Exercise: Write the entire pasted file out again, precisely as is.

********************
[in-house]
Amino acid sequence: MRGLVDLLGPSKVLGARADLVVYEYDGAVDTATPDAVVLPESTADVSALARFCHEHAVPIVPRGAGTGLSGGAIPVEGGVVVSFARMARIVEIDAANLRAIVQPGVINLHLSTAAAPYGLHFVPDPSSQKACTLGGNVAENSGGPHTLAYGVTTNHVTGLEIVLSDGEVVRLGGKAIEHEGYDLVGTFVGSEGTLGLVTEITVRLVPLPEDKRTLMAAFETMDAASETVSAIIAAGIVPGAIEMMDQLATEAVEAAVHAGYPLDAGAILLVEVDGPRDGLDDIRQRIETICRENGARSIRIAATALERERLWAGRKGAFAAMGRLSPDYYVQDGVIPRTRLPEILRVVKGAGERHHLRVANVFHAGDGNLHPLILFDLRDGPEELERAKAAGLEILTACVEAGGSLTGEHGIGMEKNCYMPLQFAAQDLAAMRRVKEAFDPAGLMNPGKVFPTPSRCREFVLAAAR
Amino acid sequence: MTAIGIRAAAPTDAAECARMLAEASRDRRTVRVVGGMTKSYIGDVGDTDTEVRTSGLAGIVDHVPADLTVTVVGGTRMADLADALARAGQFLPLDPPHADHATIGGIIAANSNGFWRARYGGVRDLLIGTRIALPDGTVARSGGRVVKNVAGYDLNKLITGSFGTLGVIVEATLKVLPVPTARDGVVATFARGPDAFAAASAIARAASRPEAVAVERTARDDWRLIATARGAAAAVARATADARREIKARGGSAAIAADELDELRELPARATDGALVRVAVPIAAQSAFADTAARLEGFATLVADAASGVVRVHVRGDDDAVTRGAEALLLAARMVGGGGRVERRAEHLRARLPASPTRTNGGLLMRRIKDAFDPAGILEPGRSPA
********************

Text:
[in-house]
Amino acid sequence: MRGLVDLLGPSKVLGARADLVVYEYDGAVDTATPDAVVLPESTADVSALARFCHEHAVPIVPRGAGTGLSGGAIPVEGGVVVSFARMARIVEIDAANLRAIVQPGVINLHLSTAAAPYGLHFVPDPSSQKACTLGGNVAENSGGPHTLAYGVTTNHVTGLEIVLSDGEVVRLGGKAIEHEGYDLVGTFVGSEGTLGLVTEITVRLVPLPEDKRTLMAAFETMDAASETVSAIIAAGIVPGAIEMMDQLATEAVEAAVHAGYPLDAGAILLVEVDGPRDGLDDIRQRIETICRENGARSIRIAATALERERLWAGRKGAFAAMGRLSPDYYVQDGVIPRTRLPEILRVVKGAGERHHLRVANVFHAGDGNLHPLILFDLRDGPEELERAKAAGLEILTACVEAGGSLTGEHGIGMEKNCYMPLQFAAQDLAAMRRVKEAFDPAGLMNPGKVFPTPSRCREFVLAAAR
Amino acid sequence: MTAIGIRAAAPTDAAECARMLAEASRDRRTVRVVGGMTKSYIGDVGDTDTEVRTSGLAGIVDHVPADLTVTVVGGTRMADLADALARAGQFLPLDPPHADHATIGGIIAANSNGFWRARYGGVRDLLIGTRIALPDGTVARSGGRVVKNVAGYDLNKLITGSFGTLGVIVEATLKVLPVPTARDGVVATFARGPDAFAAASAIARAASRPEAVAVERTARDDWRLIATARGAAAAVARATADARREIKARGGSAAIAADELDELRELPARATDGALVRVAVPIAAQSAFADTAARLEGFATLVADAASGVVRVHVRGDDDAVTRGAEALLLAARMVGGGGRVERRAEHLRARLPASPTRTNGGLLMRRIKDAFDPAGILEPGRSPA